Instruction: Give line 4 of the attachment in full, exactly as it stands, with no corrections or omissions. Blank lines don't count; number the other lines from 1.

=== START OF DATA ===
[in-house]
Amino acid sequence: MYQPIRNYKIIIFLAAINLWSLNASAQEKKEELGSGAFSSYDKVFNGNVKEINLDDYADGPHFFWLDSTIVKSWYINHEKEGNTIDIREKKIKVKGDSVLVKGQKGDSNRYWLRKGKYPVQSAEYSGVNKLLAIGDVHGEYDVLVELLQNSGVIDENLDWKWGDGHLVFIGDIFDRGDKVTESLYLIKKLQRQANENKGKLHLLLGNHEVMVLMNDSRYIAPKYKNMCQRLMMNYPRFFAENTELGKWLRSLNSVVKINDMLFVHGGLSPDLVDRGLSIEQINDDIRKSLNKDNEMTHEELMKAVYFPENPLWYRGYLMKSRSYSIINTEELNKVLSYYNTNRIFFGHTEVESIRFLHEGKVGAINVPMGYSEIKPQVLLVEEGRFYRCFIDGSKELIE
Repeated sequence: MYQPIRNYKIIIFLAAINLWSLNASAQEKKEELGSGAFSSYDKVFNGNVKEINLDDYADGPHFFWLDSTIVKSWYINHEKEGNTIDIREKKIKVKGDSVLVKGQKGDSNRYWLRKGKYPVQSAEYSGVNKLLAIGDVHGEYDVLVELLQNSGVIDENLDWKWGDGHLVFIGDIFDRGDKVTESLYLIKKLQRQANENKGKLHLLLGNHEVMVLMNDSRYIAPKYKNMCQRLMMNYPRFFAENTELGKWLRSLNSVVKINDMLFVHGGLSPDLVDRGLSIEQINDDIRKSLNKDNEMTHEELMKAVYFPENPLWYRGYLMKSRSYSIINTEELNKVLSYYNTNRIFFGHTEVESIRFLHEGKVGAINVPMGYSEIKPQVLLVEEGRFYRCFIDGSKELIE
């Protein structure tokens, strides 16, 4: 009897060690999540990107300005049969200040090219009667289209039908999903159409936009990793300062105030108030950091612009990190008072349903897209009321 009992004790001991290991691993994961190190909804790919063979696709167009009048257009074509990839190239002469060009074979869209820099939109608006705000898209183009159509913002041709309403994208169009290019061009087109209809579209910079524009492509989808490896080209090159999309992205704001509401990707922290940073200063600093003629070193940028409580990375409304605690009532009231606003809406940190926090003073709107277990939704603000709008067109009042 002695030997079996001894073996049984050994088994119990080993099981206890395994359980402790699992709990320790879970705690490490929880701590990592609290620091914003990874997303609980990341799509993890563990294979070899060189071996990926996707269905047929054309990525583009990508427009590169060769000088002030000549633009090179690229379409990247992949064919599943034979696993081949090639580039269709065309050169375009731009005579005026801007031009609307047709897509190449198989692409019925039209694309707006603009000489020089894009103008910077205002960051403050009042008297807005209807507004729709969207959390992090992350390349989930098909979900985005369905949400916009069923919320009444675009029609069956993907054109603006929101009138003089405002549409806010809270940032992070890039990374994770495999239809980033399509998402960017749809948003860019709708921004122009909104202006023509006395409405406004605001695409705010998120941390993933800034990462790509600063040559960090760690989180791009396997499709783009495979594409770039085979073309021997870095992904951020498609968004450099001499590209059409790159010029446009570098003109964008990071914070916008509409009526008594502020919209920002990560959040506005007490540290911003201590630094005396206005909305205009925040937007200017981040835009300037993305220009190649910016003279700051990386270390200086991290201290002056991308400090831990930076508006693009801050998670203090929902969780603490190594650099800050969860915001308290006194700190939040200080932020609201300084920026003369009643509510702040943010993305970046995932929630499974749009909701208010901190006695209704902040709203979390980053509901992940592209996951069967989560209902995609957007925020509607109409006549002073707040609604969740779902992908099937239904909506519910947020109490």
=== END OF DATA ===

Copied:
């Protein structure tokens, strides 16, 4: 009897060690999540990107300005049969200040090219009667289209039908999903159409936009990793300062105030108030950091612009990190008072349903897209009321 009992004790001991290991691993994961190190909804790919063979696709167009009048257009074509990839190239002469060009074979869209820099939109608006705000898209183009159509913002041709309403994208169009290019061009087109209809579209910079524009492509989808490896080209090159999309992205704001509401990707922290940073200063600093003629070193940028409580990375409304605690009532009231606003809406940190926090003073709107277990939704603000709008067109009042 002695030997079996001894073996049984050994088994119990080993099981206890395994359980402790699992709990320790879970705690490490929880701590990592609290620091914003990874997303609980990341799509993890563990294979070899060189071996990926996707269905047929054309990525583009990508427009590169060769000088002030000549633009090179690229379409990247992949064919599943034979696993081949090639580039269709065309050169375009731009005579005026801007031009609307047709897509190449198989692409019925039209694309707006603009000489020089894009103008910077205002960051403050009042008297807005209807507004729709969207959390992090992350390349989930098909979900985005369905949400916009069923919320009444675009029609069956993907054109603006929101009138003089405002549409806010809270940032992070890039990374994770495999239809980033399509998402960017749809948003860019709708921004122009909104202006023509006395409405406004605001695409705010998120941390993933800034990462790509600063040559960090760690989180791009396997499709783009495979594409770039085979073309021997870095992904951020498609968004450099001499590209059409790159010029446009570098003109964008990071914070916008509409009526008594502020919209920002990560959040506005007490540290911003201590630094005396206005909305205009925040937007200017981040835009300037993305220009190649910016003279700051990386270390200086991290201290002056991308400090831990930076508006693009801050998670203090929902969780603490190594650099800050969860915001308290006194700190939040200080932020609201300084920026003369009643509510702040943010993305970046995932929630499974749009909701208010901190006695209704902040709203979390980053509901992940592209996951069967989560209902995609957007925020509607109409006549002073707040609604969740779902992908099937239904909506519910947020109490």